We talked about that day’s news – how a research report from the Office of National Statistic revealed that 1 out of 4 children in the UK were brought up in a single-parent family in 2006. 



Single parenthood may occur as the result of many things. Often it is opted for by the parent (as in adoption, artificial insemination, surrogate motherhood, or extramarital pregnancy), and often it is an unforeseeable occurrence (as in the death of one parent, divorce, or abandonment by one parent).


June 4th

Posted by Juan delGado Posted: Mon 4th Jun, 16:54:48

Meeting Jenny

A.M




I met up with Jenny at Ladybarn Clinic. Jenny started as a nurse in 1991 and worked until 1995 with elderly, people who suffered from a stroke or had been badly burnt. In 2002, she started working as midwife at Wythenshawe hospital.



We have nine women to see until midday. Most of them are between 25 and 34 weeks. Jenny would ask them how they felt and gave them some tips to help with pain and body posture.



A woman who is 37 weeks complains of a sore throat and at times, knuckle pain. This is her first baby which according to Jenny may stay longer in the womb as first babies generally do.



Another woman would highlight that her hand and feet are sweating most of the times. Jenny explains that this is normal and is due to the high level of fluids in the body.



We meet R, an Asian woman who is 29 weeks looks depressed and a bit down. Jenny tells me that there is a high rate of women from refugee background who have a poor attendance.  This makes it difficult for the midwives to establish a relationship with them and to observe how the pregnancy develops.



For every woman present, Jenny tests a urine sample, records the blood pressure and finally, she listens to the baby heart beats.  



The women are invited to ask more questions then a date is arranged for their next meeting. This is the clinic routine procedure from week 8/10 until a woman is due.



Jenny mentioned that there was a Panorama documentary on tv the next day showing the work of the Ante-Natal Unit at St Mary’s Hospital in Manchester.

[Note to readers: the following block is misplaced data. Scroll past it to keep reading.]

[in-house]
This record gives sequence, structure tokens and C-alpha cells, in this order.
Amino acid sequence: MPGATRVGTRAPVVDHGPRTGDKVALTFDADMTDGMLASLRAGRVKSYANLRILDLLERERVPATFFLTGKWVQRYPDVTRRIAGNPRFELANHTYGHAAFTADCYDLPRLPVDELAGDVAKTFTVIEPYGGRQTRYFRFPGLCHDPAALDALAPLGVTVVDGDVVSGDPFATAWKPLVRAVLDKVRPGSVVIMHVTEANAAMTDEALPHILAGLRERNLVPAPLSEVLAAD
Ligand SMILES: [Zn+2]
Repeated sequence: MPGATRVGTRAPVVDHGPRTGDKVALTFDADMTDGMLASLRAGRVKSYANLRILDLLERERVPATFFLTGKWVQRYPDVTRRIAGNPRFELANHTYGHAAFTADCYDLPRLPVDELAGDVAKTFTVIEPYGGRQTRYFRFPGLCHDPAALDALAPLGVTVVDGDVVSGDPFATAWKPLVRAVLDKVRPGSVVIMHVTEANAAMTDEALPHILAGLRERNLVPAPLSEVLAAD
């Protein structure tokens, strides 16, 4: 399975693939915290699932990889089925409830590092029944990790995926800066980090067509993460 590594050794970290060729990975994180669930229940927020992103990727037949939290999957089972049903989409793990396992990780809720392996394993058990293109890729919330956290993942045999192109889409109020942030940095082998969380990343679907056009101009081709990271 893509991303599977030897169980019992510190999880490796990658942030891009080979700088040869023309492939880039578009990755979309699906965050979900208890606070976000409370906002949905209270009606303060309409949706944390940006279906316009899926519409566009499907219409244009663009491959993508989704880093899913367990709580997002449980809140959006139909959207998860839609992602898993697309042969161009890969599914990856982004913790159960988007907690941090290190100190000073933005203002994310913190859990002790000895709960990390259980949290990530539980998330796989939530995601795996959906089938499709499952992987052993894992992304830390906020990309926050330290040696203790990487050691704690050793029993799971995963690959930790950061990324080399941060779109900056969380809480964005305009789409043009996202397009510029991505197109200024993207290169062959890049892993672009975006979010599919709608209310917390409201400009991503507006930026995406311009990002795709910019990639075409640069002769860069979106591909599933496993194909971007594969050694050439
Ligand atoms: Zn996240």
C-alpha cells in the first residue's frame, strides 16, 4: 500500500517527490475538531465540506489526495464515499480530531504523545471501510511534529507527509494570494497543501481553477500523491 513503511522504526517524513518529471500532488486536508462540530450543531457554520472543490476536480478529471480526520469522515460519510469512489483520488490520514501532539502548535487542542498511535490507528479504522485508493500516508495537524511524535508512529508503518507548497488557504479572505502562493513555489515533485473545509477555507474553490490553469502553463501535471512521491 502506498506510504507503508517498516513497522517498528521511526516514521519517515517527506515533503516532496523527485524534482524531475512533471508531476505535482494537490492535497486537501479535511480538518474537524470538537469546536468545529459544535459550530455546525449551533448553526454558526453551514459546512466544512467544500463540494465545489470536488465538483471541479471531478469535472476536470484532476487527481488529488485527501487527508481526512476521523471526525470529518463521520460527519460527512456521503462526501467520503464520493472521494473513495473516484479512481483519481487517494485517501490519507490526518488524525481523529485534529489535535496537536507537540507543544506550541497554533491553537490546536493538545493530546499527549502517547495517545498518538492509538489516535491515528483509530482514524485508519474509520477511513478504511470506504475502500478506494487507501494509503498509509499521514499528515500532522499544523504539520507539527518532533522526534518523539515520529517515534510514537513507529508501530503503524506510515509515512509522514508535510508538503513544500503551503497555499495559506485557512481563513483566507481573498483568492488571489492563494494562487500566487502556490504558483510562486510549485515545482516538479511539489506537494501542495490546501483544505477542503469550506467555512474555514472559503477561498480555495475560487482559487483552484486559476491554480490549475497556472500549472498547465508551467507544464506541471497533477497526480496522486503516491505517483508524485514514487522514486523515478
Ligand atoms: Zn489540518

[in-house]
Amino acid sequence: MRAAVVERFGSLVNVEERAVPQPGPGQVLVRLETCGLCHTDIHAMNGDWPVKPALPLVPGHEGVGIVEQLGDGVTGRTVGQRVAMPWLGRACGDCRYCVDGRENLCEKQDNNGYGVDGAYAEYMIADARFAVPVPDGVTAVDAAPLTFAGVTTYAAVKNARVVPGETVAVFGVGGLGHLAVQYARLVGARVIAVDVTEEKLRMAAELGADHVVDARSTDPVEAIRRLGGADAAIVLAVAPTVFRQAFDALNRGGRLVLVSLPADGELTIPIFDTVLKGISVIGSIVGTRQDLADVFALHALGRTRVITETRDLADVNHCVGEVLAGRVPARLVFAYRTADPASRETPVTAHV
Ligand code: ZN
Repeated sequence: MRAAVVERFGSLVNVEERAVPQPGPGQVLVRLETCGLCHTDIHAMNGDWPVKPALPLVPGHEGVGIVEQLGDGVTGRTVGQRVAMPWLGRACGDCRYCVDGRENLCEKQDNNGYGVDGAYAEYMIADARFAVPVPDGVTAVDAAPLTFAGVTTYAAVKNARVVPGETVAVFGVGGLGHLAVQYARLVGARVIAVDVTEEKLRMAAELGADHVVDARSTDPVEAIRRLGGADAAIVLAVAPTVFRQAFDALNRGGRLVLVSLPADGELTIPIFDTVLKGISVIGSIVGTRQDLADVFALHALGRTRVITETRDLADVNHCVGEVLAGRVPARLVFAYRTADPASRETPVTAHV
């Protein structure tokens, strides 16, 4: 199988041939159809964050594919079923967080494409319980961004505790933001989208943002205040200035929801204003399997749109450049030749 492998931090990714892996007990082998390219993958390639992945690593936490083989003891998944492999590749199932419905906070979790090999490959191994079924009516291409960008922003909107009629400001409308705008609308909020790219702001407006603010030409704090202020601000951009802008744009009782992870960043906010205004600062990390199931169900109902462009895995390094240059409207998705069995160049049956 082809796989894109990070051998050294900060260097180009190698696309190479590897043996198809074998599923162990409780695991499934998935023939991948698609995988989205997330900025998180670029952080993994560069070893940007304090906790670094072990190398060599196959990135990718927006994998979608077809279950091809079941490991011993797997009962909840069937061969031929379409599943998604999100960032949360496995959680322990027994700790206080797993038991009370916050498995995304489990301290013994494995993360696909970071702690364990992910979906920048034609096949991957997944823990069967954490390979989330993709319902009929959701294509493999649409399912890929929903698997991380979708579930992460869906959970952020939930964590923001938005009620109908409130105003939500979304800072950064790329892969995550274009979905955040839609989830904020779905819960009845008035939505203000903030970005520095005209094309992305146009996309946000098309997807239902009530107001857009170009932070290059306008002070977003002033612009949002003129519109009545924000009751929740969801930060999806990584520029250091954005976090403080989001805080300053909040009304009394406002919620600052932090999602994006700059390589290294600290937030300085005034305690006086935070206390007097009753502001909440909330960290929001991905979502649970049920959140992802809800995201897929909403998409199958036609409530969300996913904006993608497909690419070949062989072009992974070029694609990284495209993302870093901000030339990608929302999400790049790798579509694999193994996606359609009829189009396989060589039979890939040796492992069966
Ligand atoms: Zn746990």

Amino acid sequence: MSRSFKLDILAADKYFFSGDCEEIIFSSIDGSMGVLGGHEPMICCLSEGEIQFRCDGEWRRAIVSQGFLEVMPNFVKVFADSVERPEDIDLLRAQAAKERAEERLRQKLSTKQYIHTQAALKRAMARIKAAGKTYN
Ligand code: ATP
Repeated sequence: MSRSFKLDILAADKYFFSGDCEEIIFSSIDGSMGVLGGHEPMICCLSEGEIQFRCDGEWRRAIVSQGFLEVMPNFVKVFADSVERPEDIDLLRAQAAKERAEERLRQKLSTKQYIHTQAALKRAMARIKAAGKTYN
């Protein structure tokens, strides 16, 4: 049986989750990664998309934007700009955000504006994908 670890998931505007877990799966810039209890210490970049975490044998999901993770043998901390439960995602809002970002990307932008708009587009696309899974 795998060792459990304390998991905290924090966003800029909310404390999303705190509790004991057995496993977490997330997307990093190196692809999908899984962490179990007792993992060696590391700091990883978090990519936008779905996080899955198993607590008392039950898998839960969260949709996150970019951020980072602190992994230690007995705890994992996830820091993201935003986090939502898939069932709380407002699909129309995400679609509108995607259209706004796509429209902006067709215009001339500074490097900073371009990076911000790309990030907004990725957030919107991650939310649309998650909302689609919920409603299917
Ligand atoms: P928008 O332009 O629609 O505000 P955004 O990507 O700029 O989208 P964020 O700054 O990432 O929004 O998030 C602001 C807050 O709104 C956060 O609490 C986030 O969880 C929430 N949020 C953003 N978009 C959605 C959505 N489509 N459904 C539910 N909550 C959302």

April 12th

Posted by Juan delGado Posted: Thu 3rd May, 14:54:40

Withington Community Hospital

On April 12th, I eventually managed to arrange meeting with Kath at the Maternity Unit - She said that we would go to do some home visits in the morning and clinic work in the afternoon. I felt quite excited and nervous at the prospect of starting my collaboration with them.


Withington Community Hospital and Diagnostic and Treatment Centre is a hospital in West Didsbury, South Manchester and its facilities include an MRI scanner and endoscopes. It is operated by the South Manchester NHS Primary Care Trust and opened in 2005.


I arrived at 9:30 am and was welcomed by Kath who introduced me to the staff who work at the Maternity Unit - she offered me a cup of coffee and quickly explained what we would be doing through the day.


A few minutes later, we were inside "blue boy" - her car - looking at the names and addresses of the women we were going to visit this morning. Kath mapped out the journey and we agreed that unless I had permission from the women being visited that I should stay in the car.


Our first visit was to Mrs. A., a black woman who'd had her baby at St Marys' 6 days ago.  Mrs A. allowed me to accompany Kath. She told me that she had been helped by a male Spanish midwife, Ricardo. As some of the women  seemed to prefer a female midwife, Ricardo was not always welcomed but Mrs A. was very happy  to have Ricardo  assist her and apparently her labour went really well and she gave birth to beautiful baby-girl.


Kath explained to Mrs A. that she will be carrying out a rutine check to the baby which would involve weighing her and also carried out a blood test. The young mother was concerned about her baby's hearing the baby and Kath contacted St Mary's to make an appointment at the audiology department.


Later, we headed off to a hostel to meet a young woman who had become homeless. M was from Liverpool and was 31 weeks. She complained of headache and low pressure. M was living with her partner in a very small smoky room - Kath suggested that they should try not to smoke inside the room and allow some ventilation.  An appointment was arranged for M to visit the day clinic.


Our third visit was Mrs. L who had her baby girl 4 days ago - We walked into the living room. Mrs L told us that she had some complications at labour and her baby broke her shoulder - Kath looked at the baby's face who was wearing wood gloves in such a warm day. She suggested that perhaps there no need for the baby to be wearing so many clothes - Mrs L looked a bit tired and Kath recommended her to have some rest as her partner could look ater the baby.


Back into the 'blue boy' and arranged to meet up later at the clinic in Oswald Road.


Here, we have scheduled to see 9 pregnant women - Kath would explained who I was and what I was doing there. Then, she would ask them if they would mind me to be present during their visit - I was lucky as they all agreed to allow me being there.


L explained to Kath that she wanted home birth - Kath told her about the National Child Trust, a charity for pregnancy, birth and parenting based in the UK. The NCT has "developed so that today it is politically active, working to correct the imbalance of power between professional care-providers and women giving birth, to educate those in the professions, and to endure that positive government policies are translated into practice".